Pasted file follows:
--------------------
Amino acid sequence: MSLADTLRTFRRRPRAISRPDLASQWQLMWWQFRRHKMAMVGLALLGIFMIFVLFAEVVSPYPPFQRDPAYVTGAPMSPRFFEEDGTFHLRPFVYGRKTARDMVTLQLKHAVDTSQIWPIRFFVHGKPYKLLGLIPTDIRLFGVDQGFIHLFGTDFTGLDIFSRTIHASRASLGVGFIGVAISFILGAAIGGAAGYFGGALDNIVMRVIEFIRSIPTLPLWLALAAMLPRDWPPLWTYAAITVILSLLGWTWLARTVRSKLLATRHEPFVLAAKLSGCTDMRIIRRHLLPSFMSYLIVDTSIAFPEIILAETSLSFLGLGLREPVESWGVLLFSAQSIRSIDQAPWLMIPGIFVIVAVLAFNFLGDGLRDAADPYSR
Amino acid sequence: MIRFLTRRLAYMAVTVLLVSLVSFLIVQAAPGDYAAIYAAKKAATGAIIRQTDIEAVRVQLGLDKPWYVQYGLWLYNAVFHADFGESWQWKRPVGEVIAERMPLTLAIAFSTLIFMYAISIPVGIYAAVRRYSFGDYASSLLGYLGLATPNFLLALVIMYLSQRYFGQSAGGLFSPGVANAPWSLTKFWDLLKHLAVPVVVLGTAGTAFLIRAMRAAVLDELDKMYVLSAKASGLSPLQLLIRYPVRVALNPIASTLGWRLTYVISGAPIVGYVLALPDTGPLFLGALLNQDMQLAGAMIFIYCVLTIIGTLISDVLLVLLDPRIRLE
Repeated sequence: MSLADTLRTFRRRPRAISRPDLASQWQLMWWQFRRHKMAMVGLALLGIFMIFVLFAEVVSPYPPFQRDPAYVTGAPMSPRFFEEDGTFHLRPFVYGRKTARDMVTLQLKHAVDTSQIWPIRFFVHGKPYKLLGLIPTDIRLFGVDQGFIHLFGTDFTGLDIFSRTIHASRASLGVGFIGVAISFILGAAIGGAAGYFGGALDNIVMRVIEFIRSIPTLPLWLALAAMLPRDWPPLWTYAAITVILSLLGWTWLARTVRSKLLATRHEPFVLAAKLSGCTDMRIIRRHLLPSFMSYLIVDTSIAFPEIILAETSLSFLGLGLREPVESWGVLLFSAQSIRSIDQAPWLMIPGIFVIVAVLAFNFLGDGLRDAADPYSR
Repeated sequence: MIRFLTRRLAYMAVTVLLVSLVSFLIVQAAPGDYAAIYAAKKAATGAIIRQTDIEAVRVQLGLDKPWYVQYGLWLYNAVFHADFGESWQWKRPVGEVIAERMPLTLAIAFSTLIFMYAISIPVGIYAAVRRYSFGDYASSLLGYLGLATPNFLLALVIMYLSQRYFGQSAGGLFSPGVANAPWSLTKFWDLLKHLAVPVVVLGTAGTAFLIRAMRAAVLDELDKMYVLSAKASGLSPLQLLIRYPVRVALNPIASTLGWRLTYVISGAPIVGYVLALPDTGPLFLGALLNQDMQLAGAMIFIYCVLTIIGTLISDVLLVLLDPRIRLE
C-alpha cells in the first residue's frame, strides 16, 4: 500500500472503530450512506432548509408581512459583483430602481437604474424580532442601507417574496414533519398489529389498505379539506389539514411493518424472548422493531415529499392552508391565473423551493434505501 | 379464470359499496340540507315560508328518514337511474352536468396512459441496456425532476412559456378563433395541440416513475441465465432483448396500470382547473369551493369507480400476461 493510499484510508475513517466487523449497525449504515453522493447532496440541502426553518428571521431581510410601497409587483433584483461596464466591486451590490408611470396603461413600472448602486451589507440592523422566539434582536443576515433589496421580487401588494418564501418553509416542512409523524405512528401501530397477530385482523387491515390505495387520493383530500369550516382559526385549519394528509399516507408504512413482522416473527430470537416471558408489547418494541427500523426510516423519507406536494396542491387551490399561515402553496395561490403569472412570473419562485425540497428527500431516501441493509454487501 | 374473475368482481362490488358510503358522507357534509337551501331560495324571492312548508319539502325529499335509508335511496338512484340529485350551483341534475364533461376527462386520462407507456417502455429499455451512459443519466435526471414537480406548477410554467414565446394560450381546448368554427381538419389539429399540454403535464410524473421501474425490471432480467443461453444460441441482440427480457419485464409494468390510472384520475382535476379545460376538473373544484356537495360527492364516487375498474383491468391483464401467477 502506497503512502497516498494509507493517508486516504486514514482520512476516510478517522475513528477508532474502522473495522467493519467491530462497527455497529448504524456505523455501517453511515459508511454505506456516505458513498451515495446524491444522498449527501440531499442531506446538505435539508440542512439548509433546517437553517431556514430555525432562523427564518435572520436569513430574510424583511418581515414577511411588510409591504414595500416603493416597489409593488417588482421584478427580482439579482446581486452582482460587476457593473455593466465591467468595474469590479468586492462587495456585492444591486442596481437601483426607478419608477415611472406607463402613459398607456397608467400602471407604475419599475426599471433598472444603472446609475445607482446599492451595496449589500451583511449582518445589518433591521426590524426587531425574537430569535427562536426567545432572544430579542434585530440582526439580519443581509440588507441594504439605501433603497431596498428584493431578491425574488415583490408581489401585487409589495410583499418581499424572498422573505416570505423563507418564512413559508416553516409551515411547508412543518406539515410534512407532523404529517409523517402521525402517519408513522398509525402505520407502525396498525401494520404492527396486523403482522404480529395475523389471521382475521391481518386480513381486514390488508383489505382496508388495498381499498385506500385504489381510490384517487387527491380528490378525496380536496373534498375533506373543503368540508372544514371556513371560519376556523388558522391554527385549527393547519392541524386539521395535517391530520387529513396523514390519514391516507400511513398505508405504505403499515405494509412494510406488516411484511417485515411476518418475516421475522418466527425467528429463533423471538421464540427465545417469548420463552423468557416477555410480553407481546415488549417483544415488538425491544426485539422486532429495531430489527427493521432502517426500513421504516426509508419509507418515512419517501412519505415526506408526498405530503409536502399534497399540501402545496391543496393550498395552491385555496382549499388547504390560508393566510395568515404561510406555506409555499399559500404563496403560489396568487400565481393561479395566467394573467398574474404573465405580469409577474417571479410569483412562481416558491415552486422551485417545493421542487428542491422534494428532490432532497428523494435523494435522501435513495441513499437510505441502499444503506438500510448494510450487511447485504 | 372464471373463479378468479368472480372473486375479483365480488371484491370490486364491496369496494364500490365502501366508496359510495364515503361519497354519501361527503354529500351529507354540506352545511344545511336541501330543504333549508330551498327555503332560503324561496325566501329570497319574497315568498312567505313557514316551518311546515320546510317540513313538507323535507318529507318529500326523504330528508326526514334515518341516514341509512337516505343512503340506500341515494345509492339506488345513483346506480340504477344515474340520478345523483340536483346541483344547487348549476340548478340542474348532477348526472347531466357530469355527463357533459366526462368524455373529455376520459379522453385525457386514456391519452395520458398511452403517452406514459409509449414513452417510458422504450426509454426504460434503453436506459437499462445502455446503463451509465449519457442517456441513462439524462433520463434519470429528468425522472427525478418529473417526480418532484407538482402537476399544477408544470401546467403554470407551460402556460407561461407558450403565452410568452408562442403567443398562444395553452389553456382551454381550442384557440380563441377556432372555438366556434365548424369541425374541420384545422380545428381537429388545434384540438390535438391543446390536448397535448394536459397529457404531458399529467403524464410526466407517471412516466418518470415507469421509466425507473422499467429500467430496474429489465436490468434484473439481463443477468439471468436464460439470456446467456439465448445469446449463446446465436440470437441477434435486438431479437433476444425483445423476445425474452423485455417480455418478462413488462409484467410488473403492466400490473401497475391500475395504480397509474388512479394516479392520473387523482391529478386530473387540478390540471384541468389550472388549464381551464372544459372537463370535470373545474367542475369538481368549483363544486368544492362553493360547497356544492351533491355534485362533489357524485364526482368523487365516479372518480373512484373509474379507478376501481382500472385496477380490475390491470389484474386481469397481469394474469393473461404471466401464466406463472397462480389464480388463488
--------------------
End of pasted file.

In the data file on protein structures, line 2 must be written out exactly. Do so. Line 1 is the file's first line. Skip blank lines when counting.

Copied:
Amino acid sequence: MIRFLTRRLAYMAVTVLLVSLVSFLIVQAAPGDYAAIYAAKKAATGAIIRQTDIEAVRVQLGLDKPWYVQYGLWLYNAVFHADFGESWQWKRPVGEVIAERMPLTLAIAFSTLIFMYAISIPVGIYAAVRRYSFGDYASSLLGYLGLATPNFLLALVIMYLSQRYFGQSAGGLFSPGVANAPWSLTKFWDLLKHLAVPVVVLGTAGTAFLIRAMRAAVLDELDKMYVLSAKASGLSPLQLLIRYPVRVALNPIASTLGWRLTYVISGAPIVGYVLALPDTGPLFLGALLNQDMQLAGAMIFIYCVLTIIGTLISDVLLVLLDPRIRLE